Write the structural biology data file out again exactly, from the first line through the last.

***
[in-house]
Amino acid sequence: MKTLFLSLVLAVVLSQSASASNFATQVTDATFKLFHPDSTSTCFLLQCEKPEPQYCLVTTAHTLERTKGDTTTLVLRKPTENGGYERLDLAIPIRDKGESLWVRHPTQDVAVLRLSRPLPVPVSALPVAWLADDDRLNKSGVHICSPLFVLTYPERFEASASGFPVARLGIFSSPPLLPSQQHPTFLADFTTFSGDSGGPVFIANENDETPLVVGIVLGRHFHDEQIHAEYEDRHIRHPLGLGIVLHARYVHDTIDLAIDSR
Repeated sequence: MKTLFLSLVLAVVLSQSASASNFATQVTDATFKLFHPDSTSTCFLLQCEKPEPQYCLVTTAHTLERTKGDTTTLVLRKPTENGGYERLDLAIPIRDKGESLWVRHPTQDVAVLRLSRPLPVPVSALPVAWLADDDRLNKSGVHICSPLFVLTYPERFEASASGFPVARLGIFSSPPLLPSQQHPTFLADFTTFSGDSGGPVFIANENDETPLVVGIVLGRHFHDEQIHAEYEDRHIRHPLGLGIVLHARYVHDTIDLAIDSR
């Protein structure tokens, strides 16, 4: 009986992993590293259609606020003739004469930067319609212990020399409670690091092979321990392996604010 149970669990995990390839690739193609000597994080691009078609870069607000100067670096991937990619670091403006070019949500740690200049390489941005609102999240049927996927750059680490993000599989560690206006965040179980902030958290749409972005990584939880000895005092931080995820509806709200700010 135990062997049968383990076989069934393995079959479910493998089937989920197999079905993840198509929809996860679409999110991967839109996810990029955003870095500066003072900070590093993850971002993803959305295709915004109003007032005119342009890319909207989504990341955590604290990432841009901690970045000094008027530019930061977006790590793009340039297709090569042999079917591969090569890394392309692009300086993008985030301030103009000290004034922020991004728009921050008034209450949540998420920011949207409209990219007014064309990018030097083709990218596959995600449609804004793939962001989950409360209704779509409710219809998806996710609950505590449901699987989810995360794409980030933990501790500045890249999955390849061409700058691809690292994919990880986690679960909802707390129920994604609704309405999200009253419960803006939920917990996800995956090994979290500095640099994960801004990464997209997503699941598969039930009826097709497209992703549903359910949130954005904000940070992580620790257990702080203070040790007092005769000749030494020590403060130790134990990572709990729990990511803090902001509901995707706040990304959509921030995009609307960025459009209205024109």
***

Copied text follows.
[in-house]
Amino acid sequence: MKTLFLSLVLAVVLSQSASASNFATQVTDATFKLFHPDSTSTCFLLQCEKPEPQYCLVTTAHTLERTKGDTTTLVLRKPTENGGYERLDLAIPIRDKGESLWVRHPTQDVAVLRLSRPLPVPVSALPVAWLADDDRLNKSGVHICSPLFVLTYPERFEASASGFPVARLGIFSSPPLLPSQQHPTFLADFTTFSGDSGGPVFIANENDETPLVVGIVLGRHFHDEQIHAEYEDRHIRHPLGLGIVLHARYVHDTIDLAIDSR
Repeated sequence: MKTLFLSLVLAVVLSQSASASNFATQVTDATFKLFHPDSTSTCFLLQCEKPEPQYCLVTTAHTLERTKGDTTTLVLRKPTENGGYERLDLAIPIRDKGESLWVRHPTQDVAVLRLSRPLPVPVSALPVAWLADDDRLNKSGVHICSPLFVLTYPERFEASASGFPVARLGIFSSPPLLPSQQHPTFLADFTTFSGDSGGPVFIANENDETPLVVGIVLGRHFHDEQIHAEYEDRHIRHPLGLGIVLHARYVHDTIDLAIDSR
């Protein structure tokens, strides 16, 4: 009986992993590293259609606020003739004469930067319609212990020399409670690091092979321990392996604010 149970669990995990390839690739193609000597994080691009078609870069607000100067670096991937990619670091403006070019949500740690200049390489941005609102999240049927996927750059680490993000599989560690206006965040179980902030958290749409972005990584939880000895005092931080995820509806709200700010 135990062997049968383990076989069934393995079959479910493998089937989920197999079905993840198509929809996860679409999110991967839109996810990029955003870095500066003072900070590093993850971002993803959305295709915004109003007032005119342009890319909207989504990341955590604290990432841009901690970045000094008027530019930061977006790590793009340039297709090569042999079917591969090569890394392309692009300086993008985030301030103009000290004034922020991004728009921050008034209450949540998420920011949207409209990219007014064309990018030097083709990218596959995600449609804004793939962001989950409360209704779509409710219809998806996710609950505590449901699987989810995360794409980030933990501790500045890249999955390849061409700058691809690292994919990880986690679960909802707390129920994604609704309405999200009253419960803006939920917990996800995956090994979290500095640099994960801004990464997209997503699941598969039930009826097709497209992703549903359910949130954005904000940070992580620790257990702080203070040790007092005769000749030494020590403060130790134990990572709990729990990511803090902001509901995707706040990304959509921030995009609307960025459009209205024109």